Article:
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A Simple Life, a Childlike Faith

A Simple Life, a Childlike Faith

American Sign Language

 

This is a part of the Edgewood United Methodist Church News.  Think you will enjoy it.

American Sign Language

Written By Herb “Padre” Agee

Engle­wood United Methodist Church

Herb “Padre” Agee

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When I was 40 years old, I was pas­tor at a small, strug­gling, inner city church in Lake­land. I’m not sure where I got the idea, but I took a sign lan­guage class. The teacher was a deaf woman who was also an ordained Assem­bly of God min­is­ter. She had attended South­east­ern Col­lege in Lake­land, which is an Assem­bly of God school. I took sev­eral classes from her and started learn­ing to sign. I even took some classes at the com­mu­nity college.

The next year I moved to Rock­ledge to become the chap­lain at Wuesthoff Hos­pi­tal. After a while, some­one dis­cov­ered that I could sign a lit­tle bit. They started call­ing me when a deaf per­son came into the hos­pi­tal to reg­is­ter as a patient.

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I quickly informed those who needed to know that the hos­pi­tal was required by law to pro­vide “real” inter­preters for deaf patients and to have TTY’s avail­able so they could use the hos­pi­tal phone in their room. The TTY or TDDallows the phone to become a type­writer of sorts so the deaf patient can com­mu­ni­cate with fam­ily and friends who also have a TTY. Cell phones, tex­ting, the inter­net and emails have almost made the TTY sys­tem obso­lete, but at the time, it was the only way for the deaf to com­mu­ni­cate by phone.

We bought sev­eral to have avail­able and I made con­tact with some inter­preters to have on call if we needed them. This kept me from hav­ing to take the legal respon­si­bil­ity of sign­ing impor­tant med­ical infor­ma­tion between doc­tors, nurses and deaf patients. I wasn’t that good!

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One day, a deaf patient came in to reg­is­ter for a test with­out us know­ing he was com­ing. We usu­ally had an inter­preter there wait­ing for them. Not this time, so… “Who do you call?” You guessed it! The chaplain!

I went down to help with the reg­is­tra­tion process, think­ing that was all that was needed – but, no, he was hav­ing an ultra­sound of his kid­ney right after he reg­is­tered. There was no time to get an inter­preter and he did not want to have to come back later, so with his under­stand­ing of my lim­ited abil­ity to sign and read his sign­ing (oh, did he under­stand), we went into the test.

I tried to com­mu­ni­cate every­thing that was hap­pen­ing, but as they were doing the ultra­sound of the kid­ney, I was watch­ing the screen, which he could not see. He signed, “What’s going on?” I responded, “I think you’re pregnant.”

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I think all ultra­sounds look like a baby.

He laughed and laughed, and the tech­ni­cian looked at me, won­der­ing why he was laugh­ing dur­ing the test. I just shrugged as if I didn’t know. We made it through the test, though.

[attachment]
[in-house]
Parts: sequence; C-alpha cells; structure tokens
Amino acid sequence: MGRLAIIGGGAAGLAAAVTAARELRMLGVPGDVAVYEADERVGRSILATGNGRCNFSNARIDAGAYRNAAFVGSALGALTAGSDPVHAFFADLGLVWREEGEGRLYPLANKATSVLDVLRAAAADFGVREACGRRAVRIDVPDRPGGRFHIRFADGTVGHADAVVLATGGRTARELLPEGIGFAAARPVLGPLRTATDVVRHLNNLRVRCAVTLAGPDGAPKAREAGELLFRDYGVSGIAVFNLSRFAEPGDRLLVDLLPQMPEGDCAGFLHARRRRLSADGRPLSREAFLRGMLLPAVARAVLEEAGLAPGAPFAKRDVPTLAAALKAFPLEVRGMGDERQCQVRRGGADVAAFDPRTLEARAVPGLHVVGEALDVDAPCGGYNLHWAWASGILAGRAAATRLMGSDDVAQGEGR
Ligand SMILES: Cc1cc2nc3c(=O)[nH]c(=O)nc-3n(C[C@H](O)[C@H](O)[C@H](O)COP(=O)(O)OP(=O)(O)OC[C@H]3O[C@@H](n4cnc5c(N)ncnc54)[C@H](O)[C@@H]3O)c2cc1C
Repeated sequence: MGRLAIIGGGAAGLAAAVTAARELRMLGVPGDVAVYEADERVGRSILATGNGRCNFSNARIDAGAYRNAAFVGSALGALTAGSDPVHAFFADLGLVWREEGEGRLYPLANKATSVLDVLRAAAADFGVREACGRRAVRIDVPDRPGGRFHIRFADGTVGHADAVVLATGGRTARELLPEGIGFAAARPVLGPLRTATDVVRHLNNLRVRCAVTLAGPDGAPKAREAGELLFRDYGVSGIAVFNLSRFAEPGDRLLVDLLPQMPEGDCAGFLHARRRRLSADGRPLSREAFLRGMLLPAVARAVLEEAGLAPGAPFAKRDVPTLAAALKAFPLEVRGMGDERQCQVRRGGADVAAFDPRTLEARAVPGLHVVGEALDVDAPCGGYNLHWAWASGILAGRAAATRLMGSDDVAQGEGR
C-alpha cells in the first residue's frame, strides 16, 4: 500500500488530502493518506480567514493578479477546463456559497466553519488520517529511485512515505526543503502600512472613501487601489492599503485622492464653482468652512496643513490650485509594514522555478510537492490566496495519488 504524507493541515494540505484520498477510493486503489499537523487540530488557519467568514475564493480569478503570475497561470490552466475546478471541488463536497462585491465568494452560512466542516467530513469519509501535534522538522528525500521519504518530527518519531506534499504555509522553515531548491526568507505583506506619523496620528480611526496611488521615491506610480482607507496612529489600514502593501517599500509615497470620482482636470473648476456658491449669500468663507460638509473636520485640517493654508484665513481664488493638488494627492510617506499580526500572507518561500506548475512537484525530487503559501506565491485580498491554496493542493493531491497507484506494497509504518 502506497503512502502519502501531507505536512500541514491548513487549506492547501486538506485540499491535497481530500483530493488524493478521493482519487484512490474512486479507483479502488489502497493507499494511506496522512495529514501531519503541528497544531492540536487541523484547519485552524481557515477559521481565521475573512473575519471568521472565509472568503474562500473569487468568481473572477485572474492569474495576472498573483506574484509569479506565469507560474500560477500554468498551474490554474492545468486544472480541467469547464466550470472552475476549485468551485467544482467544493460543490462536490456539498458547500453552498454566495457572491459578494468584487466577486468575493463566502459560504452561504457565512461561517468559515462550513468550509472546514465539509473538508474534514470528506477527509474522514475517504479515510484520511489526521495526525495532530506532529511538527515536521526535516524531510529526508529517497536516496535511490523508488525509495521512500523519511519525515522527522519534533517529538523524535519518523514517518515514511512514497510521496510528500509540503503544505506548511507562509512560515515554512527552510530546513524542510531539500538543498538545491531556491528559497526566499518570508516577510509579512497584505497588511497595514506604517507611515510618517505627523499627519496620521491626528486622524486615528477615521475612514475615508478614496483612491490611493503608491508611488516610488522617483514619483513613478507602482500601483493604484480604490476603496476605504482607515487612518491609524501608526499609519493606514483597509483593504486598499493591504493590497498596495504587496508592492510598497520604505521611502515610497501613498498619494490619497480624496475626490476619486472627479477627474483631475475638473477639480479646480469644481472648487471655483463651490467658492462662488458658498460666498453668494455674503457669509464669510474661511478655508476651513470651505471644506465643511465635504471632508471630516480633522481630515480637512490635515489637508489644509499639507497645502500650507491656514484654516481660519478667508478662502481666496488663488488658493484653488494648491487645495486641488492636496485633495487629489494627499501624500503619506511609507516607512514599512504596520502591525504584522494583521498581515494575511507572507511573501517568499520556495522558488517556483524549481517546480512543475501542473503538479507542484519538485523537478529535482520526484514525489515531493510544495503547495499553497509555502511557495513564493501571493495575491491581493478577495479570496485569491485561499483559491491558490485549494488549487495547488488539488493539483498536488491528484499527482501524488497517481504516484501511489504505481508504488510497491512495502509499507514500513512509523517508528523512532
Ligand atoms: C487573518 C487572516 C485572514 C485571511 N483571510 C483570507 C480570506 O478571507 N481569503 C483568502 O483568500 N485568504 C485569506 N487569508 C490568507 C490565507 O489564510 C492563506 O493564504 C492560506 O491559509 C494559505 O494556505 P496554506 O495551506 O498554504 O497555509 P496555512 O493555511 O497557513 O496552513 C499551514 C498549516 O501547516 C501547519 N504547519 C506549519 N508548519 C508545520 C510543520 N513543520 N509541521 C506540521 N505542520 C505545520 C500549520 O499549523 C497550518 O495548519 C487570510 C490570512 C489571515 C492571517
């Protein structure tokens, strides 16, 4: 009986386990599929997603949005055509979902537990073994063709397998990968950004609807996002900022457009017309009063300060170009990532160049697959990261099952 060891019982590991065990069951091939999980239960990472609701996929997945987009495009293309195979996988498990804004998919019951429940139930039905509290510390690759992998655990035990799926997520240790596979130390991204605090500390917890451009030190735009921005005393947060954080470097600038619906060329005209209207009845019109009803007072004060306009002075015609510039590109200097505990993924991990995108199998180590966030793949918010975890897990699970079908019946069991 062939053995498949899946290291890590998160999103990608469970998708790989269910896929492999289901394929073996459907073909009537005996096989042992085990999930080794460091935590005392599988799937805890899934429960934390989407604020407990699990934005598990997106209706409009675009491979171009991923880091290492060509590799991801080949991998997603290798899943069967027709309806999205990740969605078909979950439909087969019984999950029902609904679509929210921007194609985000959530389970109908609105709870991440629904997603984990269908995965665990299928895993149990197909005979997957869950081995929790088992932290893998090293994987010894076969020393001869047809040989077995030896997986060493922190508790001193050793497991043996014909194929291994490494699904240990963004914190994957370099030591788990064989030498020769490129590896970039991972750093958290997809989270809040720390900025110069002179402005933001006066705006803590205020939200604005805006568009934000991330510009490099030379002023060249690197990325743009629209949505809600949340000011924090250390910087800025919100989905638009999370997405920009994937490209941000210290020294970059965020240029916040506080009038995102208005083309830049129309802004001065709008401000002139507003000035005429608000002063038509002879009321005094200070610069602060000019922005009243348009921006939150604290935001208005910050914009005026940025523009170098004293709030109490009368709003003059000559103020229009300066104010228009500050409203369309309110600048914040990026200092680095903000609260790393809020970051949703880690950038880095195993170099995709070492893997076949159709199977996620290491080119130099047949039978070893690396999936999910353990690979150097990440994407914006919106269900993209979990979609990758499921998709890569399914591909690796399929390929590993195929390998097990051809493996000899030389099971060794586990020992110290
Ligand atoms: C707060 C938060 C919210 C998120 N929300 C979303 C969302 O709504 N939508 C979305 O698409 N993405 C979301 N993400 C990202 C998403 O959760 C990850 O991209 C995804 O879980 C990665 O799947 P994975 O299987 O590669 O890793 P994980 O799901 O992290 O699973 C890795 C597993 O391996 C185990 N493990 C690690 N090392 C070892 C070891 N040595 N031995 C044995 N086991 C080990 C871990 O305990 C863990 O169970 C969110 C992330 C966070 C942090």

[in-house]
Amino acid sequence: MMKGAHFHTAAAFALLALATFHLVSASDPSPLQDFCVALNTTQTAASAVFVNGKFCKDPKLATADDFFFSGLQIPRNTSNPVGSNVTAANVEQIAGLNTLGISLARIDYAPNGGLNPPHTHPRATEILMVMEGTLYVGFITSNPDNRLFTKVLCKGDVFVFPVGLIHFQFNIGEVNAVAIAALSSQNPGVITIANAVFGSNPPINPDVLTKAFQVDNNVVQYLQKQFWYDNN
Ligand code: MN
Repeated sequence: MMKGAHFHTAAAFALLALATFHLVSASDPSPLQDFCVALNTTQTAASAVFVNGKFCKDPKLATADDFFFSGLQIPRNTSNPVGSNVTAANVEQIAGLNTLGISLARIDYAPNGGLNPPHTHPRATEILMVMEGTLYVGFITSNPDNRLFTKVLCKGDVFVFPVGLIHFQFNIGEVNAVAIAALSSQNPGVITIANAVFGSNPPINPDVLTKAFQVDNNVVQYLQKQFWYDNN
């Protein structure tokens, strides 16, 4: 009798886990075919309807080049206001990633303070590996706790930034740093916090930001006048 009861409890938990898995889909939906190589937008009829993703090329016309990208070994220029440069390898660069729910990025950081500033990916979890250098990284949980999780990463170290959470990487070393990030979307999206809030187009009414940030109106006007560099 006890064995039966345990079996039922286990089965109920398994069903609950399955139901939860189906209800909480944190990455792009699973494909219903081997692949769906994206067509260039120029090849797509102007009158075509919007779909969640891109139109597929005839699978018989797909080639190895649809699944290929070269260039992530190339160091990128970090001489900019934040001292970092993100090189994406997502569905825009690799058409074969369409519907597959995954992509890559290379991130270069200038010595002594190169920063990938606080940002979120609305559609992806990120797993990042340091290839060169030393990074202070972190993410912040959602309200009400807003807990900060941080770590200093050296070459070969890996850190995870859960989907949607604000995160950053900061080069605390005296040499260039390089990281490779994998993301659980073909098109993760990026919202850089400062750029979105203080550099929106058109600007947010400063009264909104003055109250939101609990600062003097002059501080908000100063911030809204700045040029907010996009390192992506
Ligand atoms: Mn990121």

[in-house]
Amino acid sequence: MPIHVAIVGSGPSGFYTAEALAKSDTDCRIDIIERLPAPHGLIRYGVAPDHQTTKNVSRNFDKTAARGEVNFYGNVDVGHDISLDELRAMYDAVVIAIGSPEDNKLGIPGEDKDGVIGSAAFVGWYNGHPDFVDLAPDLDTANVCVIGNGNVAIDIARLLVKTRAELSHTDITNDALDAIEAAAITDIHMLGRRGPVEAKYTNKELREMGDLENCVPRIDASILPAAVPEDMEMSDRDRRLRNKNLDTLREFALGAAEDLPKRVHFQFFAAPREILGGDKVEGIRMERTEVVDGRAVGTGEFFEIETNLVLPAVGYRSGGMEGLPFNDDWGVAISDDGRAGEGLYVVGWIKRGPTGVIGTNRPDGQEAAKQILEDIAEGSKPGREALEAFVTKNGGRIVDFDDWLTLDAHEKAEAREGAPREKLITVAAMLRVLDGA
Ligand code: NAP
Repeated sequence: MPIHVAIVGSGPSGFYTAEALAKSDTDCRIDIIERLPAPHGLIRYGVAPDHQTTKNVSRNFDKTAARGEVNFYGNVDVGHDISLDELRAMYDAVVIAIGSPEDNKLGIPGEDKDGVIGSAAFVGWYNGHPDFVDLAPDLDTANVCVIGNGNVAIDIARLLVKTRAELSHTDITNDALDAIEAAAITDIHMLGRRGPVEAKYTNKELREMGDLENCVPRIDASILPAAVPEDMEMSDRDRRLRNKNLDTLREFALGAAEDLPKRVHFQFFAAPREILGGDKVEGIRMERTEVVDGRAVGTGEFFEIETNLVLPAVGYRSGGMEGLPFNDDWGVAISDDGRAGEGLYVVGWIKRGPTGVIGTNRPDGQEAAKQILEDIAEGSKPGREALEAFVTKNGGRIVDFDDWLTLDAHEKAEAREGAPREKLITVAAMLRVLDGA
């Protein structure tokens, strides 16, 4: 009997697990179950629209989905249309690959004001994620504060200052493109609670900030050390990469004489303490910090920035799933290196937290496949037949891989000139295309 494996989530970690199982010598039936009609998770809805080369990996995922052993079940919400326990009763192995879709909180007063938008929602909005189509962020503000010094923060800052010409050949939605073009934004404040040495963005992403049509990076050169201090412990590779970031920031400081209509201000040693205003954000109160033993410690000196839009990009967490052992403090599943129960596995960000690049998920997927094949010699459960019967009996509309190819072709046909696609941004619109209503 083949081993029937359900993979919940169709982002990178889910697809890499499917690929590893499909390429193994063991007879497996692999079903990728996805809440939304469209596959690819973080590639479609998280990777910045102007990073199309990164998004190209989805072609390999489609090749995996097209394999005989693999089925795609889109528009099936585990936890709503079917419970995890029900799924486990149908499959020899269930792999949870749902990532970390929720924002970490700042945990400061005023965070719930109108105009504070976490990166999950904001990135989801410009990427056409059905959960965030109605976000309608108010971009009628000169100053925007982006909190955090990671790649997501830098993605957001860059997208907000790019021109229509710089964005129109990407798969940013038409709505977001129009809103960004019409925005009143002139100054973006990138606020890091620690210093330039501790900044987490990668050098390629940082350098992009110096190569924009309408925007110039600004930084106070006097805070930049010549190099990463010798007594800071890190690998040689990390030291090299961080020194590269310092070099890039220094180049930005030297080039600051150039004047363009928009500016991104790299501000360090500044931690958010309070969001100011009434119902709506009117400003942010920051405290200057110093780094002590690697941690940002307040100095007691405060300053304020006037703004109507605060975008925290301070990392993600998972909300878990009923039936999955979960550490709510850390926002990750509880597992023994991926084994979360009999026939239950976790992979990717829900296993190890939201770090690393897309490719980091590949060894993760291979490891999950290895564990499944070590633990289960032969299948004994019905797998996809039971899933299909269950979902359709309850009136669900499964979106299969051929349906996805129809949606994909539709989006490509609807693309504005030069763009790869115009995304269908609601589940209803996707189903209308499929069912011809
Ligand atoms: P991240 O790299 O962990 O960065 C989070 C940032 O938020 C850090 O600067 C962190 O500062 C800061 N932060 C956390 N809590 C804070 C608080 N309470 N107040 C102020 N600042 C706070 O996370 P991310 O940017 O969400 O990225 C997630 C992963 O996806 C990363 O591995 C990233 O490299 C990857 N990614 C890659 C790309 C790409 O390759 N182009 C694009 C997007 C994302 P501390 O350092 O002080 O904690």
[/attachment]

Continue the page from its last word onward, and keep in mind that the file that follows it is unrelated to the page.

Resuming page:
I later met his wife and went out to din­ner with them and some of their deaf friends one night. Grad­u­ally my con­nec­tion with the deaf and my sign­ing slowed until I lost touch and, as with any lan­guage, “use it or lose it.”

Recently I’ve been drawn back to sign lan­guage. I’m not sure why. Maybe it’s because I’m 60 years old and many peo­ple I try to com­mu­ni­cate with are strug­gling with their hear­ing. Some of them have admit­ted to it and are try­ing to get use to hear­ing aids and some of them are liv­ing in denial and try­ing to get by with a lit­tle sound and a lit­tle lip reading.

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My niece has a child who’s a lit­tle over a year old. She and many other peo­ple are teach­ing their chil­dren some signs because babies can learn to com­mu­ni­cate with sign much ear­lier than they can talk.

Candy and I were dis­cussing this the other night and I said, “Wouldn’t it be great if every­one was taught sign lan­guage as a child and as every­one talked they would also be sign­ing what they were say­ing? Then, if some­one started los­ing their hear­ing, they would always know what was being said because of the sign lan­guage.” No one would ever be kept out of the com­mu­ni­ca­tion, even the deaf. They would be able to com­mu­ni­cate with any­one and not feel iso­lated from the hear­ing community.

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Richard Stim­son, who leads The Spe­cial Gath­er­ing, which is a church for the men­tally chal­lenged, once told me a story. It was about a man whose whole min­istry as a pas­tor had been in the deaf com­mu­nity. As he sat beside the bed of a deaf saint who was dying, he asked her, “What do you look for­ward to most about heaven?” Her reply was, “That every­one will know how to sign.” She had no con­cept of want­ing to “hear,” but she wanted to be able to “com­mu­ni­cate” with everyone.

Guess what? God knows sign language!

I’m study­ing ASL again. I’m not sure why. If I lose my hear­ing com­pletely; none of my friends or fam­ily will know sign lan­guage. But, maybe I will be able to slip into the deaf com­mu­nity for friend­ship and communication.

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Any­way, if any of you are inter­ested in learn­ing ASL, which is Amer­i­can Sign Lan­guage, be sure to check out the web­site: www.lifeprint.com. It is a great learn­ing site, and it’s free.

Maybe God has a new min­istry for me down the road — deaf motor­cy­cle rid­ers. Who knew? But with the loud pipes and road noise, it could hap­pen. Unfor­tu­nately, most of the bik­ers only know one sign. You’ve prob­a­bly seen it used in traffic.

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